daadab

Refugees find joy and peace away from home at Dadaab Refugee Camps

By Martin Muluka, World Vision Communications Specialist, Kenya

Insecurity resulting from Incessant conflicts in Ethiopia forced Mohamed and his wife Zahra to flee their home. The quest for safety led them to Daadab Refugee camps situated in North Eastern Kenya.

Their plight is shared by thousands of other families and children that are increasingly filling the camp, as conflict in parts of Ethiopia and prolonged drought in southern Somalia continue to escalate.

Many families are usually glad to find a safe place to live upon arrival at the camp. Nevertheless, they suffer from loneliness and a sense of loss, as they grapple with living in new surroundings among strangers.

Safe place in their homes
Despite feeling lonely, many families are usually glad to find a safe place to live ,upon arrival at the Dadaab Refugee Camps.©World Vision Photo/Martin Muluka.

 

For these people, food distribution points at the refugee camp have become key meeting points and avenues for connecting with fellow country men or women that they may not be aware of.

In collaboration with the World Food Programme (WFP), World Vision staff working in the various food distribution centres at the Dadaab Refugee Camps often extend a helping hand to these new entrants and try as much as possible to make them feel at home.

“Without friendly people to welcome you, life can be very hard at the camp. I didn’t know anyone when we arrived and I began asking around,” says Zahra.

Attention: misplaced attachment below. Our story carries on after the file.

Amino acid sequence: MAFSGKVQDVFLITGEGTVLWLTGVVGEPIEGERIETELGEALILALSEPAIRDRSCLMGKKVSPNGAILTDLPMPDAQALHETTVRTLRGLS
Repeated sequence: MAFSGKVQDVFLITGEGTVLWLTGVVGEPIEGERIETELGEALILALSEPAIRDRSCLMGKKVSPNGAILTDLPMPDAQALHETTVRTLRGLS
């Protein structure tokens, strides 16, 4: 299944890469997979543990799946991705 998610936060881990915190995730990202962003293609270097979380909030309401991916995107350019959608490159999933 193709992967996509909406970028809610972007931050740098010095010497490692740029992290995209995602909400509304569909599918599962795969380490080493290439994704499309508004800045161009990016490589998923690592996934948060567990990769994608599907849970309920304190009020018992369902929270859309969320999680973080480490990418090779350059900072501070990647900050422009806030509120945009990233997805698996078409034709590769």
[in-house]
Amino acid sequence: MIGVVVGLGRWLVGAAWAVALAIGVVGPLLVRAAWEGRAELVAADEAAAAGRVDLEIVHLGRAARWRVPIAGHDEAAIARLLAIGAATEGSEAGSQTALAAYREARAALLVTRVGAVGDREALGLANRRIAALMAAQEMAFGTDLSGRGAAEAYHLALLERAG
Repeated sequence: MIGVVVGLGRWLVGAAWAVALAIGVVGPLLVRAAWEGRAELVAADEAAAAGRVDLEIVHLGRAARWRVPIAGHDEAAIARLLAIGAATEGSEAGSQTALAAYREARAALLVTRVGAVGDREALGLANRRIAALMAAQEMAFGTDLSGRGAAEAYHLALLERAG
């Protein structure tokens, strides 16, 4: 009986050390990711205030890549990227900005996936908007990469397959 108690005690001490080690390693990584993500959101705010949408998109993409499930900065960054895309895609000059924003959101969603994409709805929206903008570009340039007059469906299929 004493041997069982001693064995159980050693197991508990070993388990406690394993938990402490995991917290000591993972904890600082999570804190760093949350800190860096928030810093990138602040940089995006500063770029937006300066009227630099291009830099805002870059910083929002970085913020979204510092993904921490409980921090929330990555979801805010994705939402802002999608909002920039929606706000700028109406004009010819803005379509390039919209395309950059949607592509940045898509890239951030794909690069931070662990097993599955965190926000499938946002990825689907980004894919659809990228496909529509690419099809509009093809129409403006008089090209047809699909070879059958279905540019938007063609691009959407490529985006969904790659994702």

FDC
Food distribution points at the refugee camp have become key meeting points and avenues for refugees to connect with each other.©World Vision photo/Martin Muluka.

 

She eventually got a breakthrough upon visiting one of the food distribution centres managed by World Vision at the camp.

“We were helped by a World Vision staff who linked us to one of the Ethiopians working as a food scooper at the distribution centre. She is called Nyechan and she helped us to know where the Ethiopian settlement in the camp is located. We are now happy and at peace in our new home,” states Zahra.

Nyechan is among the refugees that support World Vision in distributing food at Ifo and Dagahaley camps in Daadab.

“I was trained by World Vision and later recruited as a food scooper. I mainly distribute cooking oil to families that come to collect food in this centre. This is a job that I enjoy doing and it also gives me income for taking care of my family,” states Nyechan.

scooper
Nyechan is among the refugees that have been trained and employed by World Vision to support the organisation in distributing food at the Dadaab Refugee Camps.©World Vision Photo/Martin Muluka.

 

From experience, she notes that life in a refugee camp can be difficult and harder for new entrants, especially when they begin feeling nostalgic and missing their families.